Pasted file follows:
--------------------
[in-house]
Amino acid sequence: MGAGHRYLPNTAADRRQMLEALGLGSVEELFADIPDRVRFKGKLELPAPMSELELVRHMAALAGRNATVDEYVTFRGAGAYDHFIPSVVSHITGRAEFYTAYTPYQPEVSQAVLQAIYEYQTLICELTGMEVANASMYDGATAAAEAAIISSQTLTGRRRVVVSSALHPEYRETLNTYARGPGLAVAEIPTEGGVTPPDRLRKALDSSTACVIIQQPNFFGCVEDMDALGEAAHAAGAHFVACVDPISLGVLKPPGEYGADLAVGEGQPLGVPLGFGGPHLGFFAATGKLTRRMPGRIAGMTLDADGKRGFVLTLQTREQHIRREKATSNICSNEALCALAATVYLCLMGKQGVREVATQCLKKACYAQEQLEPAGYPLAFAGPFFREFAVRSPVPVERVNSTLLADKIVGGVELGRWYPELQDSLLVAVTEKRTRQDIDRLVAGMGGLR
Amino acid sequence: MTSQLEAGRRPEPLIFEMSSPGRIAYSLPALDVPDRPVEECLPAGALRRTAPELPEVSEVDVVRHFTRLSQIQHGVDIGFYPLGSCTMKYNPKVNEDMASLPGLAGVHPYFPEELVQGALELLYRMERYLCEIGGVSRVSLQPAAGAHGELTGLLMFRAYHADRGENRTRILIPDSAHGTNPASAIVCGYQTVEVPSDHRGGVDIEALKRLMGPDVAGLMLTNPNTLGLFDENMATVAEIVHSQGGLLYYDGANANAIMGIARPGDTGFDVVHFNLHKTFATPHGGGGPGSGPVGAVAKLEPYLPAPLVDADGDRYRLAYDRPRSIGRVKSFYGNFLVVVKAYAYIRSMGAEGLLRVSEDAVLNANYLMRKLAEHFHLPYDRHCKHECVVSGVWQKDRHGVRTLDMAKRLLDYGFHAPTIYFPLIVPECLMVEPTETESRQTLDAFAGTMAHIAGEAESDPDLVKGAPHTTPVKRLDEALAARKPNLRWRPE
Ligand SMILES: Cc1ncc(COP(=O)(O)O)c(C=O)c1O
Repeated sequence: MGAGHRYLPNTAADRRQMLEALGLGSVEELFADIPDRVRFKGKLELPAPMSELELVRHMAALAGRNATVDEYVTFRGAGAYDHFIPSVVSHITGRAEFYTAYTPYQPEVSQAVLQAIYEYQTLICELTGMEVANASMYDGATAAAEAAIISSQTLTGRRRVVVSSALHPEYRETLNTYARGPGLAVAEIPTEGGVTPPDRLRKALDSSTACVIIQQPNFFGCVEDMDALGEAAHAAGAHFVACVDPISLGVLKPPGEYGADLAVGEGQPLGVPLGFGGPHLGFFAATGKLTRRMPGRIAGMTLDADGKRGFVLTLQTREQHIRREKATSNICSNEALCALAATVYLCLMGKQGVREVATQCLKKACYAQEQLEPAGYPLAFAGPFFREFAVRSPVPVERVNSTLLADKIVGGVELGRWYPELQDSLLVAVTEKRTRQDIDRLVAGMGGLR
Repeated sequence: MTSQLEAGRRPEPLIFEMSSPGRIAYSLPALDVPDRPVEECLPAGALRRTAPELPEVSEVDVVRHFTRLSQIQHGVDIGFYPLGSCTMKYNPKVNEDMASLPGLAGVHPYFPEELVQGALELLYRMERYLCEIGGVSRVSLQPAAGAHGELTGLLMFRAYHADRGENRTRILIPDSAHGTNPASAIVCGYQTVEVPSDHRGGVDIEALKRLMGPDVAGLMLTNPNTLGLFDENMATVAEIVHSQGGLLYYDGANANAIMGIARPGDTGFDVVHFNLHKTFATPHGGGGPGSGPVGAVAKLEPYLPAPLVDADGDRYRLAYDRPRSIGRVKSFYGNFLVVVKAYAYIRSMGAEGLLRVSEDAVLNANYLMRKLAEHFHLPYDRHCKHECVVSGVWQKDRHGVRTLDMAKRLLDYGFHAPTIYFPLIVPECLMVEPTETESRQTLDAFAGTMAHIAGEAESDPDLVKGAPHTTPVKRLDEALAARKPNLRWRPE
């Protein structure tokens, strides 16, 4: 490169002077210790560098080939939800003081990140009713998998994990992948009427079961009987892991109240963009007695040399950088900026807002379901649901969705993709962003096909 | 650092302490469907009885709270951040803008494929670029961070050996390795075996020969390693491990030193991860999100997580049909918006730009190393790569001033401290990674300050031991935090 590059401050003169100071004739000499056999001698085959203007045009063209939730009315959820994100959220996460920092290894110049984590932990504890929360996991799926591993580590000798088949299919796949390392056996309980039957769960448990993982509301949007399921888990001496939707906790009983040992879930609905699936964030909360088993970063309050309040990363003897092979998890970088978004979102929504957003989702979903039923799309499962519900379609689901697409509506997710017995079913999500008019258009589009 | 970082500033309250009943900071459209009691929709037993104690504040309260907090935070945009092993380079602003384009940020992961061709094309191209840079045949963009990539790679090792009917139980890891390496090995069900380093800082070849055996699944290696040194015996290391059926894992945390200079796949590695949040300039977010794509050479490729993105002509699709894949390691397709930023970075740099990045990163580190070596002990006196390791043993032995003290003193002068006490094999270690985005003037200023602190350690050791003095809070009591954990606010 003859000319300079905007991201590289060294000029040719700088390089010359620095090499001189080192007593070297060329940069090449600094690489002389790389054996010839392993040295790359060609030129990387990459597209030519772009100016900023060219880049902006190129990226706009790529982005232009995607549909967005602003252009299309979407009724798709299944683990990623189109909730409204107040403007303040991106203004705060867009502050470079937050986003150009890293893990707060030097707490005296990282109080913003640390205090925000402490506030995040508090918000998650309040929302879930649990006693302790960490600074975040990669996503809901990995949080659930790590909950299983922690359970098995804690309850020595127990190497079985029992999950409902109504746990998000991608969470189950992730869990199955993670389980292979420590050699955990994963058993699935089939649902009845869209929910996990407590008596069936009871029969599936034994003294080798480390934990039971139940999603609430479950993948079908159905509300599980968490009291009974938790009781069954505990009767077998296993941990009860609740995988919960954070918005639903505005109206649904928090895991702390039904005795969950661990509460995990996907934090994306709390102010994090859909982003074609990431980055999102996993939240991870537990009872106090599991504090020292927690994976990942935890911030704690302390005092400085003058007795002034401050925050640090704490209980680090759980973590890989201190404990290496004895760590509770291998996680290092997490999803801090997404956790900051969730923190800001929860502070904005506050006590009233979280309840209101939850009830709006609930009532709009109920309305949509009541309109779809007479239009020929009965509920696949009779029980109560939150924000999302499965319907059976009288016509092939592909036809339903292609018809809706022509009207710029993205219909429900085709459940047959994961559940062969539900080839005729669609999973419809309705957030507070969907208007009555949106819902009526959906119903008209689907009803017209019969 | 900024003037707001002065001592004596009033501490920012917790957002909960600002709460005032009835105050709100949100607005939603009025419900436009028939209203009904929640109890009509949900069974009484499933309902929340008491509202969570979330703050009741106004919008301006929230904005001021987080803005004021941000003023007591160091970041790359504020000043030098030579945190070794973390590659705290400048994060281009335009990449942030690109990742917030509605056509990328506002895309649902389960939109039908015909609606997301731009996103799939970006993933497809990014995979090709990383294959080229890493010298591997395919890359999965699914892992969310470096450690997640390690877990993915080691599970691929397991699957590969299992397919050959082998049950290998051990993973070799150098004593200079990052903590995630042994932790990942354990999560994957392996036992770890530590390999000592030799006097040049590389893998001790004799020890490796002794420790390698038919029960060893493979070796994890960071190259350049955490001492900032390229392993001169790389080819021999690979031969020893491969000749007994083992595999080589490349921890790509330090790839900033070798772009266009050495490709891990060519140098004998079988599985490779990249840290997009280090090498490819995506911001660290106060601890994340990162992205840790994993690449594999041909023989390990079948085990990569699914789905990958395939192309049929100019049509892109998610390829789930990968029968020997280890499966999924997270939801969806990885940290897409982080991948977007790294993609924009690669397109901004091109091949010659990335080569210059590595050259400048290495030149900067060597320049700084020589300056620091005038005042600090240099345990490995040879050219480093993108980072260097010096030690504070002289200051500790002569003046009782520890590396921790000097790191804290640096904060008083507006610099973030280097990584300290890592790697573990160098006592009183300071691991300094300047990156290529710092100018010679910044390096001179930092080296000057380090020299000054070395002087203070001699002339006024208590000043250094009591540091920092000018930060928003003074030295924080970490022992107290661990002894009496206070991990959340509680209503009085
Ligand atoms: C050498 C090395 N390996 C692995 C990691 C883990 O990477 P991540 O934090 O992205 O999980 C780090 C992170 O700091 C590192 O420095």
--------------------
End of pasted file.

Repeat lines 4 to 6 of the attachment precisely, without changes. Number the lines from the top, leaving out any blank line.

Ligand SMILES: Cc1ncc(COP(=O)(O)O)c(C=O)c1O
Repeated sequence: MGAGHRYLPNTAADRRQMLEALGLGSVEELFADIPDRVRFKGKLELPAPMSELELVRHMAALAGRNATVDEYVTFRGAGAYDHFIPSVVSHITGRAEFYTAYTPYQPEVSQAVLQAIYEYQTLICELTGMEVANASMYDGATAAAEAAIISSQTLTGRRRVVVSSALHPEYRETLNTYARGPGLAVAEIPTEGGVTPPDRLRKALDSSTACVIIQQPNFFGCVEDMDALGEAAHAAGAHFVACVDPISLGVLKPPGEYGADLAVGEGQPLGVPLGFGGPHLGFFAATGKLTRRMPGRIAGMTLDADGKRGFVLTLQTREQHIRREKATSNICSNEALCALAATVYLCLMGKQGVREVATQCLKKACYAQEQLEPAGYPLAFAGPFFREFAVRSPVPVERVNSTLLADKIVGGVELGRWYPELQDSLLVAVTEKRTRQDIDRLVAGMGGLR
Repeated sequence: MTSQLEAGRRPEPLIFEMSSPGRIAYSLPALDVPDRPVEECLPAGALRRTAPELPEVSEVDVVRHFTRLSQIQHGVDIGFYPLGSCTMKYNPKVNEDMASLPGLAGVHPYFPEELVQGALELLYRMERYLCEIGGVSRVSLQPAAGAHGELTGLLMFRAYHADRGENRTRILIPDSAHGTNPASAIVCGYQTVEVPSDHRGGVDIEALKRLMGPDVAGLMLTNPNTLGLFDENMATVAEIVHSQGGLLYYDGANANAIMGIARPGDTGFDVVHFNLHKTFATPHGGGGPGSGPVGAVAKLEPYLPAPLVDADGDRYRLAYDRPRSIGRVKSFYGNFLVVVKAYAYIRSMGAEGLLRVSEDAVLNANYLMRKLAEHFHLPYDRHCKHECVVSGVWQKDRHGVRTLDMAKRLLDYGFHAPTIYFPLIVPECLMVEPTETESRQTLDAFAGTMAHIAGEAESDPDLVKGAPHTTPVKRLDEALAARKPNLRWRPE